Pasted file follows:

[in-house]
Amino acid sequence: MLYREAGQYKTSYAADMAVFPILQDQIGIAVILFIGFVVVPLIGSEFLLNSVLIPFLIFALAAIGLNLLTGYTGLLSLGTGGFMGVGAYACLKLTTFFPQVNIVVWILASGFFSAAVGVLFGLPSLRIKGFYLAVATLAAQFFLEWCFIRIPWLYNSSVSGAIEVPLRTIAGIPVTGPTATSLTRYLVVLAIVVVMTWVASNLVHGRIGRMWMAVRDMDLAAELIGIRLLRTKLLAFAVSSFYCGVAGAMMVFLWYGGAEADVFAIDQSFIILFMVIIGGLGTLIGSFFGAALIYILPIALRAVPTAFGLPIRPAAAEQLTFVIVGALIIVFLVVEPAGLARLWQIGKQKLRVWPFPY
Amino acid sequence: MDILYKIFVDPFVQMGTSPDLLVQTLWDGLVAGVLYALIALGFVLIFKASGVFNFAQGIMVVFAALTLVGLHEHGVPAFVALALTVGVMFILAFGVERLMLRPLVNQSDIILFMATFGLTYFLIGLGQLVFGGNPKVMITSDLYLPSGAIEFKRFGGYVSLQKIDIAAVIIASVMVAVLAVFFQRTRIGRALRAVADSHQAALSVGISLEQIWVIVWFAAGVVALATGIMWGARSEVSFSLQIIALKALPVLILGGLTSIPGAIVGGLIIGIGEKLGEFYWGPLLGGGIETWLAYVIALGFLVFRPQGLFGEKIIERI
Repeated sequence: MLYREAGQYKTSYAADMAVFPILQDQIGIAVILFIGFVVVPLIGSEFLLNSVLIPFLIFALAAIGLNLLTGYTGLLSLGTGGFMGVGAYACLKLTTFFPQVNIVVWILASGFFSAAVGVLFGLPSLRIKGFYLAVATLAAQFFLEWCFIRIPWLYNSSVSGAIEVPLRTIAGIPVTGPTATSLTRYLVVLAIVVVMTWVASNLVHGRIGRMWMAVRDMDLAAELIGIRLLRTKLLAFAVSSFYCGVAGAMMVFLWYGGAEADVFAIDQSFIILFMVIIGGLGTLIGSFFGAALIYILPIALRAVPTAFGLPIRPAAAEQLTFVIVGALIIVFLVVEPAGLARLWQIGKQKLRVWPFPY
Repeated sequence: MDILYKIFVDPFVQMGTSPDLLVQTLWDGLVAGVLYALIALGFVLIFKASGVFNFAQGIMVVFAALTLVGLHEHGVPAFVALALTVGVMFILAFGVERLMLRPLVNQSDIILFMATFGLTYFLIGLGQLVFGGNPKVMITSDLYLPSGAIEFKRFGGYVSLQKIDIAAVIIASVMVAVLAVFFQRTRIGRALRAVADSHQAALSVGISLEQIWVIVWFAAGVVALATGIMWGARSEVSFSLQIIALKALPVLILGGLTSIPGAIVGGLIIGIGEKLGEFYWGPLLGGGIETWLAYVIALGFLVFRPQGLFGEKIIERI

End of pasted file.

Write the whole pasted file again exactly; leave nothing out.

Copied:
[in-house]
Amino acid sequence: MLYREAGQYKTSYAADMAVFPILQDQIGIAVILFIGFVVVPLIGSEFLLNSVLIPFLIFALAAIGLNLLTGYTGLLSLGTGGFMGVGAYACLKLTTFFPQVNIVVWILASGFFSAAVGVLFGLPSLRIKGFYLAVATLAAQFFLEWCFIRIPWLYNSSVSGAIEVPLRTIAGIPVTGPTATSLTRYLVVLAIVVVMTWVASNLVHGRIGRMWMAVRDMDLAAELIGIRLLRTKLLAFAVSSFYCGVAGAMMVFLWYGGAEADVFAIDQSFIILFMVIIGGLGTLIGSFFGAALIYILPIALRAVPTAFGLPIRPAAAEQLTFVIVGALIIVFLVVEPAGLARLWQIGKQKLRVWPFPY
Amino acid sequence: MDILYKIFVDPFVQMGTSPDLLVQTLWDGLVAGVLYALIALGFVLIFKASGVFNFAQGIMVVFAALTLVGLHEHGVPAFVALALTVGVMFILAFGVERLMLRPLVNQSDIILFMATFGLTYFLIGLGQLVFGGNPKVMITSDLYLPSGAIEFKRFGGYVSLQKIDIAAVIIASVMVAVLAVFFQRTRIGRALRAVADSHQAALSVGISLEQIWVIVWFAAGVVALATGIMWGARSEVSFSLQIIALKALPVLILGGLTSIPGAIVGGLIIGIGEKLGEFYWGPLLGGGIETWLAYVIALGFLVFRPQGLFGEKIIERI
Repeated sequence: MLYREAGQYKTSYAADMAVFPILQDQIGIAVILFIGFVVVPLIGSEFLLNSVLIPFLIFALAAIGLNLLTGYTGLLSLGTGGFMGVGAYACLKLTTFFPQVNIVVWILASGFFSAAVGVLFGLPSLRIKGFYLAVATLAAQFFLEWCFIRIPWLYNSSVSGAIEVPLRTIAGIPVTGPTATSLTRYLVVLAIVVVMTWVASNLVHGRIGRMWMAVRDMDLAAELIGIRLLRTKLLAFAVSSFYCGVAGAMMVFLWYGGAEADVFAIDQSFIILFMVIIGGLGTLIGSFFGAALIYILPIALRAVPTAFGLPIRPAAAEQLTFVIVGALIIVFLVVEPAGLARLWQIGKQKLRVWPFPY
Repeated sequence: MDILYKIFVDPFVQMGTSPDLLVQTLWDGLVAGVLYALIALGFVLIFKASGVFNFAQGIMVVFAALTLVGLHEHGVPAFVALALTVGVMFILAFGVERLMLRPLVNQSDIILFMATFGLTYFLIGLGQLVFGGNPKVMITSDLYLPSGAIEFKRFGGYVSLQKIDIAAVIIASVMVAVLAVFFQRTRIGRALRAVADSHQAALSVGISLEQIWVIVWFAAGVVALATGIMWGARSEVSFSLQIIALKALPVLILGGLTSIPGAIVGGLIIGIGEKLGEFYWGPLLGGGIETWLAYVIALGFLVFRPQGLFGEKIIERI